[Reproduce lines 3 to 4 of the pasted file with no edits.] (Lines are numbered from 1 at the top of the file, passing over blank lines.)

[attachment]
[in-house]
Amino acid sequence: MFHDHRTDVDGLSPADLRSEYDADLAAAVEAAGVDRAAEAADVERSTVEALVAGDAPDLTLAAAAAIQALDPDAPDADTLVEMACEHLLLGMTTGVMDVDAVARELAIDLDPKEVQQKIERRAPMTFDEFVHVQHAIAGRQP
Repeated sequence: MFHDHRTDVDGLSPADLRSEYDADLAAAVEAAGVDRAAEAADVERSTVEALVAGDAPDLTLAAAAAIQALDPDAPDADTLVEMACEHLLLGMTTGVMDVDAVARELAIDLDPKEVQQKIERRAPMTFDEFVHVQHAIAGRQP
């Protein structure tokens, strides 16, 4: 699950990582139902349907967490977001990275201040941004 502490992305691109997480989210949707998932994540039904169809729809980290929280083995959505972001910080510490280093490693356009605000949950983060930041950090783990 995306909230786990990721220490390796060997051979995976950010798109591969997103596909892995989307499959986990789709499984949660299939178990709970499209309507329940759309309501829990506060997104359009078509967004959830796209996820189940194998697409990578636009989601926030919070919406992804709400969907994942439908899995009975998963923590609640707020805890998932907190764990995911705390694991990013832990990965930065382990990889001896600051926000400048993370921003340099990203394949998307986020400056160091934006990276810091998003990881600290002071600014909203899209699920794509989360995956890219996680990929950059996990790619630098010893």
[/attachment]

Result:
Repeated sequence: MFHDHRTDVDGLSPADLRSEYDADLAAAVEAAGVDRAAEAADVERSTVEALVAGDAPDLTLAAAAAIQALDPDAPDADTLVEMACEHLLLGMTTGVMDVDAVARELAIDLDPKEVQQKIERRAPMTFDEFVHVQHAIAGRQP
């Protein structure tokens, strides 16, 4: 699950990582139902349907967490977001990275201040941004 502490992305691109997480989210949707998932994540039904169809729809980290929280083995959505972001910080510490280093490693356009605000949950983060930041950090783990 995306909230786990990721220490390796060997051979995976950010798109591969997103596909892995989307499959986990789709499984949660299939178990709970499209309507329940759309309501829990506060997104359009078509967004959830796209996820189940194998697409990578636009989601926030919070919406992804709400969907994942439908899995009975998963923590609640707020805890998932907190764990995911705390694991990013832990990965930065382990990889001896600051926000400048993370921003340099990203394949998307986020400056160091934006990276810091998003990881600290002071600014909203899209699920794509989360995956890219996680990929950059996990790619630098010893």